The first stage of a new standard that defines the clinical information which should be shared between community pharmacies and GP practices was published on 31 October, in order to support the delivery of better integrated care for patients.
Community pharmacies play an essential role in providing services to people to keep them well, such as offering vaccinations, medication and appliance reviews, and support with minor illnesses. It is essential that the information about care provided in community pharmacies is recorded in digital care records which can then be shared with GPs and other professionals in a timely manner.
Improving information sharing between community pharmacies and GP practices should help to reduce medication errors, improve patient safety and reduce administrative work for busy staff. Over time it should help eliminate the use of paper templates.
The first stage of the standard, published by the Professional Record Standards Body, details what information should be recorded about vaccinations that have been administered and emergency medicines supplied by community pharmacies. It will also provide high-quality data for service planning, commissioning and public health initiatives.
“Pharmacists are offering an increased range of services,” said Stephen Goundrey-Smith, Royal Pharmaceutical Society’s advisor to the PRSB and a clinical lead on the project. “As such, it will become increasingly important for pharmacists to share vital information about patient care with GPs. By doing this digitally, we can ensure that care professionals have timely access to relevant information, leading to better, safer and more personalised care. This sharing of data will also demonstrate the value of pharmacists’ professional input into patient care.”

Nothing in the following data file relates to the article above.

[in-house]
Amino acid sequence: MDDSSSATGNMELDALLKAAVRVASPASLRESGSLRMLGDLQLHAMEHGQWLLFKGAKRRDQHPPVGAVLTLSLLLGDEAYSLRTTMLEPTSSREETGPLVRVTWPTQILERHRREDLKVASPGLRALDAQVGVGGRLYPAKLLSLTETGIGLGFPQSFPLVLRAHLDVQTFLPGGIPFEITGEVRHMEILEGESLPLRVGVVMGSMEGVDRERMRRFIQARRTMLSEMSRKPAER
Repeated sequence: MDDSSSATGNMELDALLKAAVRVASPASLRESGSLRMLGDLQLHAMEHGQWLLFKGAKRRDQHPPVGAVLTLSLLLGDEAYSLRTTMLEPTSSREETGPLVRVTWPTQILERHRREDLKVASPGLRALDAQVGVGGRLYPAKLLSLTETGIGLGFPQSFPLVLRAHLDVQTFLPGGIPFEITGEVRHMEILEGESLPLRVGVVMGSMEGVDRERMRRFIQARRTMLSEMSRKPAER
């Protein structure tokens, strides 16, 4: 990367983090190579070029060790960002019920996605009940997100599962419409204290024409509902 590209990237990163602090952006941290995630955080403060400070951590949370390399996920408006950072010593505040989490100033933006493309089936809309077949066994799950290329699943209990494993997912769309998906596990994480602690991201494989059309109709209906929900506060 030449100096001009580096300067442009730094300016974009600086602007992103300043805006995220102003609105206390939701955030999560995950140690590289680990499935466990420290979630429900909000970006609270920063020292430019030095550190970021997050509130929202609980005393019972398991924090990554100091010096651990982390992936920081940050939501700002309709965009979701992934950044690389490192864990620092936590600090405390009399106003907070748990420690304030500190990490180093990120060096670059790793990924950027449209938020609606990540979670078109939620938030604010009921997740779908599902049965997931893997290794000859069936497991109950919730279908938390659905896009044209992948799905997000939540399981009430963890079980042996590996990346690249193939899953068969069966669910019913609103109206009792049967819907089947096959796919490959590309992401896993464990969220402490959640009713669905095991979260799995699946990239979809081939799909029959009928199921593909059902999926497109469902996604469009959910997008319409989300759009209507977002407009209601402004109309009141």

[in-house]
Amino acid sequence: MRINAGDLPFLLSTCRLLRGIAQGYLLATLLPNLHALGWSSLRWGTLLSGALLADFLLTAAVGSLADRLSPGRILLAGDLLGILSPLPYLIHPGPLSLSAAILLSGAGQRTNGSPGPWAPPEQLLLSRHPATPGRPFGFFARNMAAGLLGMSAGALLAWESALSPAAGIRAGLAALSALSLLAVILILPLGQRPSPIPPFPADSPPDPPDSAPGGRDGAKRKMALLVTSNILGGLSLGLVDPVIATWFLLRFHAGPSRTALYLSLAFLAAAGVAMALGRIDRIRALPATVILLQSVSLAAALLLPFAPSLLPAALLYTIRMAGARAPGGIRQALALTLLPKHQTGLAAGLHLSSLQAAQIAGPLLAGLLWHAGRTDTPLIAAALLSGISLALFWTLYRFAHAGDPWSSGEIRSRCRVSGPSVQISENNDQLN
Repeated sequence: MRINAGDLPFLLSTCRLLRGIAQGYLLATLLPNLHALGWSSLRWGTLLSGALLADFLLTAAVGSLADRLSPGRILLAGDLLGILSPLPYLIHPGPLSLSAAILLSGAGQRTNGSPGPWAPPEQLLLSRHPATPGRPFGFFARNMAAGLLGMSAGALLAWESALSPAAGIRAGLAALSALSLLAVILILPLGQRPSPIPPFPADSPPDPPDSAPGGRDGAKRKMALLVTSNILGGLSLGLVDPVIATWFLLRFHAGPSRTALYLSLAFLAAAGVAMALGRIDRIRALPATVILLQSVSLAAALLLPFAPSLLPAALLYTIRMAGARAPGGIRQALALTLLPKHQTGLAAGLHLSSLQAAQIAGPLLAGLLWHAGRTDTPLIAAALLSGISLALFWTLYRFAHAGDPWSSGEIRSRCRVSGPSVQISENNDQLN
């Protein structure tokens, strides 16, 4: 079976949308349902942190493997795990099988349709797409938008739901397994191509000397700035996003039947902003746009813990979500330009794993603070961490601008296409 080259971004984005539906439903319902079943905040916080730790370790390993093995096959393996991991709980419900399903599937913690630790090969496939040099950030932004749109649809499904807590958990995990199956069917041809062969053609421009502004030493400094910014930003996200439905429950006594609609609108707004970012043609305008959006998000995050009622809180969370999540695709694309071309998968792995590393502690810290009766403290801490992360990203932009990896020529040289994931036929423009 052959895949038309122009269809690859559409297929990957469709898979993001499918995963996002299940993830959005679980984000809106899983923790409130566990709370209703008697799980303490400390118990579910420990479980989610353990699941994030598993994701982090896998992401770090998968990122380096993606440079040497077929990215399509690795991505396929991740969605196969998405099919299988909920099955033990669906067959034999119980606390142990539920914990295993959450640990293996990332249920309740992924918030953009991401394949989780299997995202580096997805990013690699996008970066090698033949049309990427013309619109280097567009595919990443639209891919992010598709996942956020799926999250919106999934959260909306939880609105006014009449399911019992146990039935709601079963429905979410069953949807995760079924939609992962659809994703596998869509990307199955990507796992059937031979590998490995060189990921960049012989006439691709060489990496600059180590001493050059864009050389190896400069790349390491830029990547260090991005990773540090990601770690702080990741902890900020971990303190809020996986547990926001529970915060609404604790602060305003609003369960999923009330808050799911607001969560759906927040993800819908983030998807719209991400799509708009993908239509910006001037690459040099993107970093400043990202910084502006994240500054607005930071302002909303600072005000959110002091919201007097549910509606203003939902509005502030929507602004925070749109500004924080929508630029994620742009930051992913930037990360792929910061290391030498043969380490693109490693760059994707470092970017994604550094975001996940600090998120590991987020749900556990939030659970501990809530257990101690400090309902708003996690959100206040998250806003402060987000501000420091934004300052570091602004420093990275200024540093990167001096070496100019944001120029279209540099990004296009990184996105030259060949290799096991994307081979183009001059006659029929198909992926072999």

Dr Vishen Ramkisson, senior clinical lead for Medicines and Pharmacy at NHS Digital, said: “The data standard is the first step towards ensuring relevant information about services provided by community pharmacies can be shared digitally with other health professionals so that patients’ health records are complete and comprehensive.
“Ensuring IT systems across the NHS can securely share information in a common language is key to this, and we hope that GP and pharmacy IT suppliers choose to develop their systems to use this new standard.”